Tax Dollars at Work: Public Education in America
Taxation is a hot-button political topic and everyone is entitled to his or her opinion. On Monday, as I waited to mail my tax returns, I took a minute to reflect on the importance of public funding in connection with the United States’ longstanding value of education. Thomas Jefferson, who would have been 269 on April 13, viewed knowledge as essential to a thriving democracy. Writing to William C. Jarvis in 1820, he explained the connection: "I know no safe depository of the ultimate powers of the society, but the people themselves: and if we think them not enlightened enough to exercise their controul with a wholesome discretion, the remedy is, not to take it from them, but to inform their discretion by education. This is the true corrective of abuses of constitutional power.” When it comes to the importance of education, I’m in agreement with Jefferson and I’m proud of the U.S. public education system.
The history of public education is complex and extensive, textbooks are written about it, but the beginnings of the modern system took root in the 1830s and 1840s with the rise of the Common School Movement. Movement advocates believed that education could produce numerous positive benefits for a good society, such as eliminating crime and poverty, reducing tension between social classes and fostering patriotic citizens. The movement’s standardization included the following key features: a common schoolhouse where children of all backgrounds might experience diversity at a young age; an idea that there is a direct link between government education and solving societal, economic and political problems; and the construction of state agencies to control local schools.
The local tradition continues when it comes to finances; public schools receive a majority of their funding from state and local property taxes. The federal government contributes a relatively small percentage of a given district’s budget, less than 10%, usually in the form of formula funds (such as Title I and IDEA) and sometimes competitive grants such as Race to the Top. National variance in property value and tax rates results in significant funding inequities by district. School funding has also been adversely affected by the economic crisis that put stress on local revenue sources and reserves.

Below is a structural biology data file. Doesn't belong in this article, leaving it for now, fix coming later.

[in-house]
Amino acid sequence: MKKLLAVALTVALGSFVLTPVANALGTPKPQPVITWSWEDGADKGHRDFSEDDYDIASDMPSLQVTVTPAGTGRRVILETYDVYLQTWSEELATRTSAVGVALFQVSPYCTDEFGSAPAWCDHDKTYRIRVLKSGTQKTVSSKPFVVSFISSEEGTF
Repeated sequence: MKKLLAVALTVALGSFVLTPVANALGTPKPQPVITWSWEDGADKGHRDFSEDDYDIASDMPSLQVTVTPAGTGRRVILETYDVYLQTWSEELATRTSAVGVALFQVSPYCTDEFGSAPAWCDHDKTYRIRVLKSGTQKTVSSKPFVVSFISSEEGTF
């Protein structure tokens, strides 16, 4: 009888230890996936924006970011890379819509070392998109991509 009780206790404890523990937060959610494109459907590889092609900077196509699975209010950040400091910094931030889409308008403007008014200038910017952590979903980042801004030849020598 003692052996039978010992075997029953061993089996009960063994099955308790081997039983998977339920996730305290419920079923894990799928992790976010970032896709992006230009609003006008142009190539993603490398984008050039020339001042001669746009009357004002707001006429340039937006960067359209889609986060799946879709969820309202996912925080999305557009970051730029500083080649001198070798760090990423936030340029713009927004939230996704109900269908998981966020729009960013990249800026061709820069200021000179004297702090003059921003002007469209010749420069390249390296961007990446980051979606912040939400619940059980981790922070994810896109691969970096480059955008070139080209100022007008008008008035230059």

With American families struggling to make ends meet, any funding becomes instrumental in maintaining a high quality learning environment. Recently, the National Education Association (NEA) launched a petition calling on corporations to pay their fair share on behalf of America’s middle class citizens. Large corporations and businesses contribute to a loss of school funding in two ways: first, they are recording record profits while paying historically low tax rates. Loopholes ensure that almost no major corporation will pay the 35% tax rate. Secondly, they receive subsidies as an incentive to bring their business to a given community. The collective community revenue loss from these subsidies totals over $70 billion a year. Communities are subsidizing corporations with hard earned tax dollars, but people do not need to subsidize a corporation; their money should be going towards a service that strengthens our country and collective future.
The Center for Education Policy writes in “An American Imperative: Public Education” that public schooling in America: is a tuition-free education, offers the promise of equal educational opportunities regardless of background, has a commitment to high standards and expectations for all, provides a system of governance ensuring public accountability and is a benefit to society in the teaching of democratic principles and values. I believe in the value and importance of public education and I take pride in paying my taxes to support strong public schools.
Click here to browse dozens of Public School Insights interviews with extraordinary education advocates, including:
- 2013 Digital Principal Ryan Imbriale
- Best Selling Author Dan Ariely
- Family Engagement Expert Dr. Maria C. Paredes
The views expressed in this website's interviews do not necessarily represent those of the Learning First Alliance or its members.
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